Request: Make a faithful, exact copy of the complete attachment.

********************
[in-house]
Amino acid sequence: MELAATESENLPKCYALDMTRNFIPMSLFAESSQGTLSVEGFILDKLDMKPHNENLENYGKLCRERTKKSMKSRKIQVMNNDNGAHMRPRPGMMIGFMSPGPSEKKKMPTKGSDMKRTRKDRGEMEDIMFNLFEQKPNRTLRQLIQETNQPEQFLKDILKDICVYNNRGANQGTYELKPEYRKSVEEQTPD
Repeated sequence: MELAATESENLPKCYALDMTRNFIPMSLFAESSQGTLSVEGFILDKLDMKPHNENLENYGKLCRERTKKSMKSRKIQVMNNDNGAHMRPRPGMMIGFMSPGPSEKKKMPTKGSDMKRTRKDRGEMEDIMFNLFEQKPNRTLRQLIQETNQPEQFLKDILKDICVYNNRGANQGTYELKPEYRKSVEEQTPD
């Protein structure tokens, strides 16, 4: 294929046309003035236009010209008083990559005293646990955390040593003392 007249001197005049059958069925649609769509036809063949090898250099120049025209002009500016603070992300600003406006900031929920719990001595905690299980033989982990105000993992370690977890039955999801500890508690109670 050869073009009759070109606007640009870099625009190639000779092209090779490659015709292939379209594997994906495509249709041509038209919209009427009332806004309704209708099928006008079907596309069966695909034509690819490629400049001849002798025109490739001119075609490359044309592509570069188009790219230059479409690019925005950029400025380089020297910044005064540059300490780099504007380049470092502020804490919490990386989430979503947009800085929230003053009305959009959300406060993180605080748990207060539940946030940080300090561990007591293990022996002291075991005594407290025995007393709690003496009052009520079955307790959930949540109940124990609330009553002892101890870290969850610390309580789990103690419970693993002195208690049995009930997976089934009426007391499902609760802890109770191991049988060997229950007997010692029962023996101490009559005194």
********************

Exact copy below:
[in-house]
Amino acid sequence: MELAATESENLPKCYALDMTRNFIPMSLFAESSQGTLSVEGFILDKLDMKPHNENLENYGKLCRERTKKSMKSRKIQVMNNDNGAHMRPRPGMMIGFMSPGPSEKKKMPTKGSDMKRTRKDRGEMEDIMFNLFEQKPNRTLRQLIQETNQPEQFLKDILKDICVYNNRGANQGTYELKPEYRKSVEEQTPD
Repeated sequence: MELAATESENLPKCYALDMTRNFIPMSLFAESSQGTLSVEGFILDKLDMKPHNENLENYGKLCRERTKKSMKSRKIQVMNNDNGAHMRPRPGMMIGFMSPGPSEKKKMPTKGSDMKRTRKDRGEMEDIMFNLFEQKPNRTLRQLIQETNQPEQFLKDILKDICVYNNRGANQGTYELKPEYRKSVEEQTPD
């Protein structure tokens, strides 16, 4: 294929046309003035236009010209008083990559005293646990955390040593003392 007249001197005049059958069925649609769509036809063949090898250099120049025209002009500016603070992300600003406006900031929920719990001595905690299980033989982990105000993992370690977890039955999801500890508690109670 050869073009009759070109606007640009870099625009190639000779092209090779490659015709292939379209594997994906495509249709041509038209919209009427009332806004309704209708099928006008079907596309069966695909034509690819490629400049001849002798025109490739001119075609490359044309592509570069188009790219230059479409690019925005950029400025380089020297910044005064540059300490780099504007380049470092502020804490919490990386989430979503947009800085929230003053009305959009959300406060993180605080748990207060539940946030940080300090561990007591293990022996002291075991005594407290025995007393709690003496009052009520079955307790959930949540109940124990609330009553002892101890870290969850610390309580789990103690419970693993002195208690049995009930997976089934009426007391499902609760802890109770191991049988060997229950007997010692029962023996101490009559005194």